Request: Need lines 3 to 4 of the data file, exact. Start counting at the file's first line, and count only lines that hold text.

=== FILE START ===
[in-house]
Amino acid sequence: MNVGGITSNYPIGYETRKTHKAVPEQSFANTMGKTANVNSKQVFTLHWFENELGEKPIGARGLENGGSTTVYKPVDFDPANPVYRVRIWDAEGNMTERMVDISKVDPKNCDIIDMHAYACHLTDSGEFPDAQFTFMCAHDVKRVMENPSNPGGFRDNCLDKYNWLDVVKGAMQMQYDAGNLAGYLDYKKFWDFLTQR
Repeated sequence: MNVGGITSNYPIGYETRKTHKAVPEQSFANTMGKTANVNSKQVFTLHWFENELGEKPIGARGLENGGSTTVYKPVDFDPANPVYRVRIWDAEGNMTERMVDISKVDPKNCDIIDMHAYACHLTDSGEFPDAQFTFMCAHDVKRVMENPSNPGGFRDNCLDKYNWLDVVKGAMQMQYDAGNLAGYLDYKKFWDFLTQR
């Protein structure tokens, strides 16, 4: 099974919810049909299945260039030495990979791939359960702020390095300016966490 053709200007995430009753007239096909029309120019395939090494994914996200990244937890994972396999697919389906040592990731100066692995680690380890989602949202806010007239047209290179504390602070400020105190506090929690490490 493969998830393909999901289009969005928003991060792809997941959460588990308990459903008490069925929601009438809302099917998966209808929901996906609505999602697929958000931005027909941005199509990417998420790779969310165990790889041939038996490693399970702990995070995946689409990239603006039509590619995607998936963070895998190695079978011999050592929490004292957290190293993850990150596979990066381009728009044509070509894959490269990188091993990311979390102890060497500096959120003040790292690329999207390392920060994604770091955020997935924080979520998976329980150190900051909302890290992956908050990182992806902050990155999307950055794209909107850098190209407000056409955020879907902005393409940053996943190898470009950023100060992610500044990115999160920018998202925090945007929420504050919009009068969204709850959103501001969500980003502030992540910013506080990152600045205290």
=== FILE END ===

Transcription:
Repeated sequence: MNVGGITSNYPIGYETRKTHKAVPEQSFANTMGKTANVNSKQVFTLHWFENELGEKPIGARGLENGGSTTVYKPVDFDPANPVYRVRIWDAEGNMTERMVDISKVDPKNCDIIDMHAYACHLTDSGEFPDAQFTFMCAHDVKRVMENPSNPGGFRDNCLDKYNWLDVVKGAMQMQYDAGNLAGYLDYKKFWDFLTQR
């Protein structure tokens, strides 16, 4: 099974919810049909299945260039030495990979791939359960702020390095300016966490 053709200007995430009753007239096909029309120019395939090494994914996200990244937890994972396999697919389906040592990731100066692995680690380890989602949202806010007239047209290179504390602070400020105190506090929690490490 493969998830393909999901289009969005928003991060792809997941959460588990308990459903008490069925929601009438809302099917998966209808929901996906609505999602697929958000931005027909941005199509990417998420790779969310165990790889041939038996490693399970702990995070995946689409990239603006039509590619995607998936963070895998190695079978011999050592929490004292957290190293993850990150596979990066381009728009044509070509894959490269990188091993990311979390102890060497500096959120003040790292690329999207390392920060994604770091955020997935924080979520998976329980150190900051909302890290992956908050990182992806902050990155999307950055794209909107850098190209407000056409955020879907902005393409940053996943190898470009950023100060992610500044990115999160920018998202925090945007929420504050919009009068969204709850959103501001969500980003502030992540910013506080990152600045205290």